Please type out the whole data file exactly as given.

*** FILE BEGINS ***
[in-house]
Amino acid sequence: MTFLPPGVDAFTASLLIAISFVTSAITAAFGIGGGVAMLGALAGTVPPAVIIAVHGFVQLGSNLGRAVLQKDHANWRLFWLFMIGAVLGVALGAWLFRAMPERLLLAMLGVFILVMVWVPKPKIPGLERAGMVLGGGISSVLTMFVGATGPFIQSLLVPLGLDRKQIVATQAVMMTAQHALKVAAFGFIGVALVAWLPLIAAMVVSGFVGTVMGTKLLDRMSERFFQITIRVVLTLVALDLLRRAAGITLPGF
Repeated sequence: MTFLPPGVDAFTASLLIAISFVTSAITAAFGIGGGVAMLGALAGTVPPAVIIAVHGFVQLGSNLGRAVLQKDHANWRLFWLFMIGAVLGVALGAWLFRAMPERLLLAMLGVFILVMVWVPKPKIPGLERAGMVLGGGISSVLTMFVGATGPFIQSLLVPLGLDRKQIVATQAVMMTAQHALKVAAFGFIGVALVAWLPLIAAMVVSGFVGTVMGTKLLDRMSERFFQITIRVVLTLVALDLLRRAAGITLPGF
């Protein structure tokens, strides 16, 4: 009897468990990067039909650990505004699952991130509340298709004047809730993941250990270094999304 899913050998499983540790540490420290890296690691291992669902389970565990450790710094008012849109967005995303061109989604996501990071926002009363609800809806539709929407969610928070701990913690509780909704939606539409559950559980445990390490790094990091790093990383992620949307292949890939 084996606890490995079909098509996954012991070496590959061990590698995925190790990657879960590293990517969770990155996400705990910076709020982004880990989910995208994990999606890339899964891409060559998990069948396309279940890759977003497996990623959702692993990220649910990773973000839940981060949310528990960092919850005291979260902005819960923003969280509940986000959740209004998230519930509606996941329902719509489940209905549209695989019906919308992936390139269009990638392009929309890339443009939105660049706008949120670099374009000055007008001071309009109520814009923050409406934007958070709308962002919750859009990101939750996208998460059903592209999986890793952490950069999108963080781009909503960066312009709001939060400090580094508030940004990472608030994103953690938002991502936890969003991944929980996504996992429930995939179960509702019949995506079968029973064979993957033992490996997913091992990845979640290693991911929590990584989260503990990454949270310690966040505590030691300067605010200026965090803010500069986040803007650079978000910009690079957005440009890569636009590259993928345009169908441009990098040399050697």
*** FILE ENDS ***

[in-house]
Amino acid sequence: MTFLPPGVDAFTASLLIAISFVTSAITAAFGIGGGVAMLGALAGTVPPAVIIAVHGFVQLGSNLGRAVLQKDHANWRLFWLFMIGAVLGVALGAWLFRAMPERLLLAMLGVFILVMVWVPKPKIPGLERAGMVLGGGISSVLTMFVGATGPFIQSLLVPLGLDRKQIVATQAVMMTAQHALKVAAFGFIGVALVAWLPLIAAMVVSGFVGTVMGTKLLDRMSERFFQITIRVVLTLVALDLLRRAAGITLPGF
Repeated sequence: MTFLPPGVDAFTASLLIAISFVTSAITAAFGIGGGVAMLGALAGTVPPAVIIAVHGFVQLGSNLGRAVLQKDHANWRLFWLFMIGAVLGVALGAWLFRAMPERLLLAMLGVFILVMVWVPKPKIPGLERAGMVLGGGISSVLTMFVGATGPFIQSLLVPLGLDRKQIVATQAVMMTAQHALKVAAFGFIGVALVAWLPLIAAMVVSGFVGTVMGTKLLDRMSERFFQITIRVVLTLVALDLLRRAAGITLPGF
């Protein structure tokens, strides 16, 4: 009897468990990067039909650990505004699952991130509340298709004047809730993941250990270094999304 899913050998499983540790540490420290890296690691291992669902389970565990450790710094008012849109967005995303061109989604996501990071926002009363609800809806539709929407969610928070701990913690509780909704939606539409559950559980445990390490790094990091790093990383992620949307292949890939 084996606890490995079909098509996954012991070496590959061990590698995925190790990657879960590293990517969770990155996400705990910076709020982004880990989910995208994990999606890339899964891409060559998990069948396309279940890759977003497996990623959702692993990220649910990773973000839940981060949310528990960092919850005291979260902005819960923003969280509940986000959740209004998230519930509606996941329902719509489940209905549209695989019906919308992936390139269009990638392009929309890339443009939105660049706008949120670099374009000055007008001071309009109520814009923050409406934007958070709308962002919750859009990101939750996208998460059903592209999986890793952490950069999108963080781009909503960066312009709001939060400090580094508030940004990472608030994103953690938002991502936890969003991944929980996504996992429930995939179960509702019949995506079968029973064979993957033992490996997913091992990845979640290693991911929590990584989260503990990454949270310690966040505590030691300067605010200026965090803010500069986040803007650079978000910009690079957005440009890569636009590259993928345009169908441009990098040399050697």